Finger tip palpation: Across muscle fibres for the TB and TRP/TS in small superficial muscles.
Pincer palpation: Between the thumb and fingers for accessible muscles, such as sternocleidomastoid, upper trapezius, pectoralis major, latissimus dorsi and hip adductors.
Overlying hand palpation: One hand applies pressure while the underlying hand palpates for the deep muscles, such as glutei muscles and piriformis. After TRPs/TSs in the TBs are located, an algometer (force gauge meter) can be applied manually over it to measure the minimum pressure that induces pain.23
Associated dermatomal sensitisation and trophoedema can be detected clinically by pinching and rolling the skin between thumb and finger, either along the trunk longitudinally or across the limb circumferentially. The skin innervated by the sensitised spinal segment will be thickened and tender. Due to increased sympathetic activity

Cycle of degeneration. and induration, skin electric resistance over the sensitised spinal segment is decreased.
The increased skin electric conductance can be objectively measured with an electric conductance meter by electrical current passed between a reference electrode held in one hand and an explorative electrode moved across the examined dermatome.

Imaging Studies
Imaging studies may provide useful anatomical information. However, MFP, TB, TRP and TS usually do not show up in these investigations. Abnormal imaging findings, degenerative changes, prolapsed discs and rotator cuff tears are also frequently found among asymptomatic individuals and not necessarily the cause of pain.

Therefore, it is important for the clinician who is treating the patient to correlate the medical history and physical examination with imaging results to determine the musculoskeletal pain generator.

Treatment

Treatment of MFP requires a multifaceted approach. In the short term, the aim is to abolish the TB, TRP and TS for pain relief. In the long term, flexibility has to be restored to the muscle, and any associated precipitating or perpetuating factors have to be removed, so as to reduce the recurrence rate.

Physical Modalities
Physical modalities are useful supplementary treatments for MFP.30,31 They may help to control muscle pain and spasm. However, they should not be used in isolation. Otherwise, they may provide only temporary relief with limited benefits. Heat therapy is one of the most commonly used physical modalities. It increases blood flow and tissue distensibility and decreases muscle spasm and pain.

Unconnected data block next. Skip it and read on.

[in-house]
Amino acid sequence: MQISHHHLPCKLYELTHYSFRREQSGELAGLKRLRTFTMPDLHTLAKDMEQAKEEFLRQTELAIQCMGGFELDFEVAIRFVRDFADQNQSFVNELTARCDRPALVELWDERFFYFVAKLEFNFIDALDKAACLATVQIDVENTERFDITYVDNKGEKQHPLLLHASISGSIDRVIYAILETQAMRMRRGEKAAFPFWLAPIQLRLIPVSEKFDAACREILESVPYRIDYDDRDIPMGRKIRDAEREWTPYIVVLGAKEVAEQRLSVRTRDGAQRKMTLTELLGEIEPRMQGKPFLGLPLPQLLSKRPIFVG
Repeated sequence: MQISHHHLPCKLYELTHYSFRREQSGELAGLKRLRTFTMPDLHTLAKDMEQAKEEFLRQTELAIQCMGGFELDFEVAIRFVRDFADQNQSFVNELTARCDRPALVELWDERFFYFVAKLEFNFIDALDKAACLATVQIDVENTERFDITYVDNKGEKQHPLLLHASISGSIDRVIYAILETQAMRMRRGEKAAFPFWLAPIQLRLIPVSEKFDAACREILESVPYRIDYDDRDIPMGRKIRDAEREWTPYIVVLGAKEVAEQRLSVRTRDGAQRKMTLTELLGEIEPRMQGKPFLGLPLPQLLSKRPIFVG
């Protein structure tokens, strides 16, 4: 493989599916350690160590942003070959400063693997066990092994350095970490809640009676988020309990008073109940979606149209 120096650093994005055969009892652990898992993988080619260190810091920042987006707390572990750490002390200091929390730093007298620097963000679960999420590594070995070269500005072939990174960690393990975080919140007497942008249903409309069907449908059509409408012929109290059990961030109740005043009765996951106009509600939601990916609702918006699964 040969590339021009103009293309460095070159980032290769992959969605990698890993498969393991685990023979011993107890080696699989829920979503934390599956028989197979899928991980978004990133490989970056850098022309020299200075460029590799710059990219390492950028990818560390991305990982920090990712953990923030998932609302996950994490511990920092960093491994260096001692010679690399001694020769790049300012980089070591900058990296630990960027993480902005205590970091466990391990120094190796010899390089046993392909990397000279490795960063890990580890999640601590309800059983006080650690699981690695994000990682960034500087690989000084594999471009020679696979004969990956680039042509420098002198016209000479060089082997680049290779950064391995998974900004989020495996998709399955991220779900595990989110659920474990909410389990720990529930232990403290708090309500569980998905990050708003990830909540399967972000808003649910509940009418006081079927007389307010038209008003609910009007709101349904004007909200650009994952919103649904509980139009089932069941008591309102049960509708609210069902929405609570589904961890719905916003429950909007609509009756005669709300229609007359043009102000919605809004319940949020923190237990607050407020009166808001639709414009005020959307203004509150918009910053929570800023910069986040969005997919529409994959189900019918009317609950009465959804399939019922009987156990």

Hot pads provide superficial heat with limited subcutaneous penetration.
Ultrasounds, on the other hand, provide deep heat with higher subcutaneous penetration. Contraindications of heat therapy include circulatory insufficiency, sensory or cognitive impairment, malignancy and inflammation.
Electrical therapy is another commonly used physical modality. It improves vascular circulation to eliminate inflammatory byproducts from the painful site. It also helps to relieve muscle spasm and oedema. However, it should not be used over carotid sinus or pregnant uterus and in patients with a cardiac pacemaker or defibrillator, malignancy or infection.
Medication is another useful supplementary treatment for MFP. Paracetamol or muscle relaxants may be prescribed for mild MFP. If these are ineffective, non-steroidal anti-inflammatory drugs (NSAID) or cyclo-oxygenase-2 (COX-2) selective inhibitors may be used, particularly if there is a local inflammatory component to the MFP.
Narcotic analgesics may sometimes be necessary for severe MFP. Adjuvant analgesics, such as antidepressants or anticonvulsants, may be added if there is a neuropathic component to the MFP. Somnolence, an attending effect of muscle relaxants, narcotic analgesics, antidepressants and anticonvulsants, may be useful at night for patients with emotional stress and sleep deprivation.

Needling and Infiltration
Two types of needles are commonly used: hypodermic and acupuncture needles. Hypodermic needles allow needling with infiltration of local anaesthetic during the procedure. The local anaesthetic helps to relieve postneedling soreness. Gauge 25 and 27 hypodermic needles are usually used. Acupuncture needles are stainless steel filiform needles with a diameter range of 0.25 to 0.35 mm. They are finer and less traumatic. However, they do not allow for the infiltration of local anaesthetic during the procedure. One of the aims of needling is to mechanically break up the TRP/TS and any associated fibrotic core. The needle is targeted at the point of maximum tenderness within the TB. When the needle penetrates the TRP/TS, the TB is disrupted. The muscle may manifest a local twitch response, and the TB with TRP/TS disappear.